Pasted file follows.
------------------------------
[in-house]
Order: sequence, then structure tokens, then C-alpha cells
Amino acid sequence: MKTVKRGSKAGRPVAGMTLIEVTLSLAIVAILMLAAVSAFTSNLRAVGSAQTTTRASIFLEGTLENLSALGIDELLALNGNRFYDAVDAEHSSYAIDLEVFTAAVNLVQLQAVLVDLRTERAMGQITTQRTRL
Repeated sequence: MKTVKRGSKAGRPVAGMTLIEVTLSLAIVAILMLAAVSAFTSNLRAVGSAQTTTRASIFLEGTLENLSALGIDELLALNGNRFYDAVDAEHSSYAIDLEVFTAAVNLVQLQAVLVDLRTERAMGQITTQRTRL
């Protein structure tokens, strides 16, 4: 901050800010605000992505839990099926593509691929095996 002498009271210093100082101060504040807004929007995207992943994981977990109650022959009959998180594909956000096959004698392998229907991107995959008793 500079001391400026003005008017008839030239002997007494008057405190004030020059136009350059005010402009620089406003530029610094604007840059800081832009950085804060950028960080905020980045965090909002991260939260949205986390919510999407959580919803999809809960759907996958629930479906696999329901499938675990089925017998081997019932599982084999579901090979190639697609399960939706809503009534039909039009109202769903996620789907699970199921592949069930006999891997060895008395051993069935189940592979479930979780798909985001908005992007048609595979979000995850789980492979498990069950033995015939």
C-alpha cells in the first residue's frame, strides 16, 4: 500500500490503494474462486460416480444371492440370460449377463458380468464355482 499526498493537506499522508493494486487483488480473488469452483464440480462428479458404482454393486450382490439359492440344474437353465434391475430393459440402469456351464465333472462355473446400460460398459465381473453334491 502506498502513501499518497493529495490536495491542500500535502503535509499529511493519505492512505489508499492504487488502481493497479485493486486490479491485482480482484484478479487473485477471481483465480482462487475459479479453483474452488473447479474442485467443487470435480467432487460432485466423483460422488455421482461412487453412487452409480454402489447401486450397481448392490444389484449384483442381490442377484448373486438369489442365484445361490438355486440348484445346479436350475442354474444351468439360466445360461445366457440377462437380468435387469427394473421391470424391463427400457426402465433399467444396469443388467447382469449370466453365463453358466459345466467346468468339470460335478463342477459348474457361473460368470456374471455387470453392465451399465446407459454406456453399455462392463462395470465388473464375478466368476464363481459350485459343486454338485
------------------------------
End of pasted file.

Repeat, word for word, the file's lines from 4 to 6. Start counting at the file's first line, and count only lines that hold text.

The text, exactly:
Repeated sequence: MKTVKRGSKAGRPVAGMTLIEVTLSLAIVAILMLAAVSAFTSNLRAVGSAQTTTRASIFLEGTLENLSALGIDELLALNGNRFYDAVDAEHSSYAIDLEVFTAAVNLVQLQAVLVDLRTERAMGQITTQRTRL
């Protein structure tokens, strides 16, 4: 901050800010605000992505839990099926593509691929095996 002498009271210093100082101060504040807004929007995207992943994981977990109650022959009959998180594909956000096959004698392998229907991107995959008793 500079001391400026003005008017008839030239002997007494008057405190004030020059136009350059005010402009620089406003530029610094604007840059800081832009950085804060950028960080905020980045965090909002991260939260949205986390919510999407959580919803999809809960759907996958629930479906696999329901499938675990089925017998081997019932599982084999579901090979190639697609399960939706809503009534039909039009109202769903996620789907699970199921592949069930006999891997060895008395051993069935189940592979479930979780798909985001908005992007048609595979979000995850789980492979498990069950033995015939």
C-alpha cells in the first residue's frame, strides 16, 4: 500500500490503494474462486460416480444371492440370460449377463458380468464355482 499526498493537506499522508493494486487483488480473488469452483464440480462428479458404482454393486450382490439359492440344474437353465434391475430393459440402469456351464465333472462355473446400460460398459465381473453334491 502506498502513501499518497493529495490536495491542500500535502503535509499529511493519505492512505489508499492504487488502481493497479485493486486490479491485482480482484484478479487473485477471481483465480482462487475459479479453483474452488473447479474442485467443487470435480467432487460432485466423483460422488455421482461412487453412487452409480454402489447401486450397481448392490444389484449384483442381490442377484448373486438369489442365484445361490438355486440348484445346479436350475442354474444351468439360466445360461445366457440377462437380468435387469427394473421391470424391463427400457426402465433399467444396469443388467447382469449370466453365463453358466459345466467346468468339470460335478463342477459348474457361473460368470456374471455387470453392465451399465446407459454406456453399455462392463462395470465388473464375478466368476464363481459350485459343486454338485